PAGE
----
Locking up your bike and having it be there when you return is a minor miracle. Everyone has their favorite lock, method, and location, but there are also proven ways not to do it. We compiled a list—drawing on experience—of the 10 most obvious no-nos when securing your two-wheeled steed.
“My dad moved to Florida and decided that it was so flat he'd better get a bike. Almost immediately after picking it up, he rode to the library and locked it to a young palm tree. Well, you can guess what happened next. The thieves just bent the trunk over and slipped the lock off of it. To prevent this from ever happening again, my dad went on Craigslist and bought the crappiest bike he could find that still rolled, figuring that if they stole it, they must truly be desperate.” — Nicholas Hunt, Editorial Assistant
“My buddy was reporting a story at city hall in San Francisco in the middle of the day, locked his bike to a parking meter directly in front of the entrance—guards all over the place—and someone came along and yanked his bolt-on front wheel. Meaning they brought tools to City Hall at like 2 p.m. on a sunny weekday—and got away with it.” — Greg Thomas, Associate Online Editor
If you do, just make sure the pole is taller than Yao Ming with a step ladder.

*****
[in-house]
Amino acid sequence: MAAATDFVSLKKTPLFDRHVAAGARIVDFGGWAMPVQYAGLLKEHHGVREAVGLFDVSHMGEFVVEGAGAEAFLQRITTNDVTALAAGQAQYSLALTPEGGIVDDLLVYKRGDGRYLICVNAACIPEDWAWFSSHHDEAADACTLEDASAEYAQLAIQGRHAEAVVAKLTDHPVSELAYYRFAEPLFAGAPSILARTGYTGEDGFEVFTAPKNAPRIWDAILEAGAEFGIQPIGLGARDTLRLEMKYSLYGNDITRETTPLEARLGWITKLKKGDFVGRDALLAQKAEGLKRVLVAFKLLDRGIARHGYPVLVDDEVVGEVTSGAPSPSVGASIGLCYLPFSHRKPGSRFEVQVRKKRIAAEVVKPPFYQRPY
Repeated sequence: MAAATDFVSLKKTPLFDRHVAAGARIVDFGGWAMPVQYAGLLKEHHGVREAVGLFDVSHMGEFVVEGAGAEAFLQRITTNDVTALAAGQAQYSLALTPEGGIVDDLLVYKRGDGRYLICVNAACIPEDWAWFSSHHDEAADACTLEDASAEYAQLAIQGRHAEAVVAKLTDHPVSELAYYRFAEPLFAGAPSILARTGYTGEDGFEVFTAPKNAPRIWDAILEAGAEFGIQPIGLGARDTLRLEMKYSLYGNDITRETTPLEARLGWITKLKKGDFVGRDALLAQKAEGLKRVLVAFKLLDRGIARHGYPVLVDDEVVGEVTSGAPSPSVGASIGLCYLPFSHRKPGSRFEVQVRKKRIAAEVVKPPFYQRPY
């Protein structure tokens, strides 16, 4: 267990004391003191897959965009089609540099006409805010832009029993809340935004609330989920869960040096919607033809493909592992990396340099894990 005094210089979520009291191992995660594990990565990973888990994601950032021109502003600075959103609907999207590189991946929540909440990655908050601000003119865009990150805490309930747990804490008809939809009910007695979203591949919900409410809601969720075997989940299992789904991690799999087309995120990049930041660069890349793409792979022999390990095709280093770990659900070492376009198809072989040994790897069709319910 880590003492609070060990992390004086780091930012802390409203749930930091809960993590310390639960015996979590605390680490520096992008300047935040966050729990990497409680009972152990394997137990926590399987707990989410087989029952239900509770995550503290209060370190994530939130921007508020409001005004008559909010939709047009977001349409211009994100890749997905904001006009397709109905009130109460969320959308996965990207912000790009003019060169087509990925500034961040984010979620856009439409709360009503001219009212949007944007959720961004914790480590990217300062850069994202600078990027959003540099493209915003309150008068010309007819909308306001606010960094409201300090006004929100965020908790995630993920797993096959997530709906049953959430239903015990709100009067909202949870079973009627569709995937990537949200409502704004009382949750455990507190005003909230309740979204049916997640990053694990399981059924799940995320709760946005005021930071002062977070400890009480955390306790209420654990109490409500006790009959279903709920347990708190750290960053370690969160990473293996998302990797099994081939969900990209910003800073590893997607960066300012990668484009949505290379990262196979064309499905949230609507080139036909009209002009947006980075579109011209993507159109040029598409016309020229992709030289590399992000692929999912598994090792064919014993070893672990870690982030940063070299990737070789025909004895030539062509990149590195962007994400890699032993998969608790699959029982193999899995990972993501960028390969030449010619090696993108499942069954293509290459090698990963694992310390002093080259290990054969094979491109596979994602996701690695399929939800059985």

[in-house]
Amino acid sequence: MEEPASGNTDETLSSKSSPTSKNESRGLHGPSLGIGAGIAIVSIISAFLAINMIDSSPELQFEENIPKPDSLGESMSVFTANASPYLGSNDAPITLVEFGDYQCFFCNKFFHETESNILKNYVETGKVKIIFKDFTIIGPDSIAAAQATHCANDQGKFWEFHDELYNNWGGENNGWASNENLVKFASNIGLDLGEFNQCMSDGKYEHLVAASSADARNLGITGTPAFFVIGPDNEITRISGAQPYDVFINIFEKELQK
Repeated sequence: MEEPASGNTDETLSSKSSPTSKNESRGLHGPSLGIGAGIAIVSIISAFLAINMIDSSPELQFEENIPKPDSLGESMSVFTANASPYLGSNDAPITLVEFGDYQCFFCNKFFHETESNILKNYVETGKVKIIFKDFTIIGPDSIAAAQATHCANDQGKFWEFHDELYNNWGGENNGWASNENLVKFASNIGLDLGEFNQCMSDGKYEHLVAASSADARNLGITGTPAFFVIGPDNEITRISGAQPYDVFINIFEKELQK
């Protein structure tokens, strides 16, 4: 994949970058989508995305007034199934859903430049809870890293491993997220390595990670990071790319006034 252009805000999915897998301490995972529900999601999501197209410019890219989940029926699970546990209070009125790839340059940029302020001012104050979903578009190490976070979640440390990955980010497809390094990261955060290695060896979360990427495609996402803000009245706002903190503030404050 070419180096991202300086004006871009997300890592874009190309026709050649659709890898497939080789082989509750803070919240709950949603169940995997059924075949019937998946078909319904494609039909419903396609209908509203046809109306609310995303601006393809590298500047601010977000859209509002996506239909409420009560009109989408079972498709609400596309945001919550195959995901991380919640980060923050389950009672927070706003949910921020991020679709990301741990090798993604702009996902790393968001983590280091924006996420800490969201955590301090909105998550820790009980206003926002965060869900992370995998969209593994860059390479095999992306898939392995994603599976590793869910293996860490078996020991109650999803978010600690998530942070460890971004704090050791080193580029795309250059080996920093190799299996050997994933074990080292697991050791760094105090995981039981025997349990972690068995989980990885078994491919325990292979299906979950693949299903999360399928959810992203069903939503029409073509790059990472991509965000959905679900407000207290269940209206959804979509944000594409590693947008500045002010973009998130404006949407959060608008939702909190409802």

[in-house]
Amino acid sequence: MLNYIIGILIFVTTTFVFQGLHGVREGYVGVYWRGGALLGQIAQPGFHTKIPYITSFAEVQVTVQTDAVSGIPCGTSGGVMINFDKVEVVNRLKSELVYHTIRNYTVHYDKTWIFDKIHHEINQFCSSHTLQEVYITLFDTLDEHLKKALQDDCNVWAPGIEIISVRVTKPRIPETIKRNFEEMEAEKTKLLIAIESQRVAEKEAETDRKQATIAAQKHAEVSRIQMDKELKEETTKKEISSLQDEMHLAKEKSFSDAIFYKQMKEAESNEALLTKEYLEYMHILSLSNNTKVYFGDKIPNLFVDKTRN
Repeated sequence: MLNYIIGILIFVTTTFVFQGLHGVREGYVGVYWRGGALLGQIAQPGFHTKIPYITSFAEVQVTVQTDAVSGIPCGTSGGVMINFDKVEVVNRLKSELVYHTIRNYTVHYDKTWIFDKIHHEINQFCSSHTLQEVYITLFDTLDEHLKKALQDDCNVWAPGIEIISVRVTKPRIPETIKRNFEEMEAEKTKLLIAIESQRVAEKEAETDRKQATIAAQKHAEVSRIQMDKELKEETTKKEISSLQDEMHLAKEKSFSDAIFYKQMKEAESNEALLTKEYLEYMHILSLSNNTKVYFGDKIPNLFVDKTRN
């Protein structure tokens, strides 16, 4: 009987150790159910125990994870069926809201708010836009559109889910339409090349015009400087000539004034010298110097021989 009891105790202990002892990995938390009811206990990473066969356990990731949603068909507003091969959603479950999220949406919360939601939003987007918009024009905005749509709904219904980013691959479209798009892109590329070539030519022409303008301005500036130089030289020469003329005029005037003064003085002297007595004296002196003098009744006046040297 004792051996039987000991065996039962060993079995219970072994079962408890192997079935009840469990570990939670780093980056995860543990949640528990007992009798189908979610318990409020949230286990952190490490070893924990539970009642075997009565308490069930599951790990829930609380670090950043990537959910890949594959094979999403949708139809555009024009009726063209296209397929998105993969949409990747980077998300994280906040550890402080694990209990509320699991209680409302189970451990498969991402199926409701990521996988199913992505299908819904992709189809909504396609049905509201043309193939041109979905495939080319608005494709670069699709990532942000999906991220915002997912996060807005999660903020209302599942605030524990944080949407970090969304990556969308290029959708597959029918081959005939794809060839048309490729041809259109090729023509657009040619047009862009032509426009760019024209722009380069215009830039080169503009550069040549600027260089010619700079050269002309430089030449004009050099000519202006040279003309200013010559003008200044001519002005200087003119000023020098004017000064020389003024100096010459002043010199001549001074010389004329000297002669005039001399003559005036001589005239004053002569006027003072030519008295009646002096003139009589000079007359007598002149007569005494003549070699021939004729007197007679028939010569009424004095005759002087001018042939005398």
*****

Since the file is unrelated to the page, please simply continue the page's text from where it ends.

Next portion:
“In college, my first legit mountain bike was stolen by somebody who probably used garden shears to snip the flimsy cable lock I stupidly used to secure it to the railing outside my apartment. The worst part: I was inside when it happened, it was late at night and therefore pretty quiet, and I distinctly recall hearing what turned out to have been the clank of the clipped cable hit the ground.” — Sean Cooper, Copy Chief
This is the equivalent of taping your car keys to the driver-side window.
“I got my quick-release front wheel jacked outside a house party in Oakland one time. Locked it to a parking sign pole and was away from it for like an hour and a half. I then had to carry my wheel-less bike on my back to the BART station, then hump it on my shoulders a mile-and-a-half uphill from downtown San Francisco to my apartment in the middle of the night.” — Greg Thomas, Associate Online Editor
At least you’ll have someone to walk home with.
Step 1. Insert bar into locking mechanism. Step 2. There is no step 2.
“I locked my bike's frame and wheels to a bike rack at a BART station in Berkeley with a Kryptonite U Lock, and left it overnight. The next morning the frame and wheels were still there, but the entire front of the bike was gone: fork, handlebars, shifters, headset, stem.” — Luke Whelan, Editorial Assistant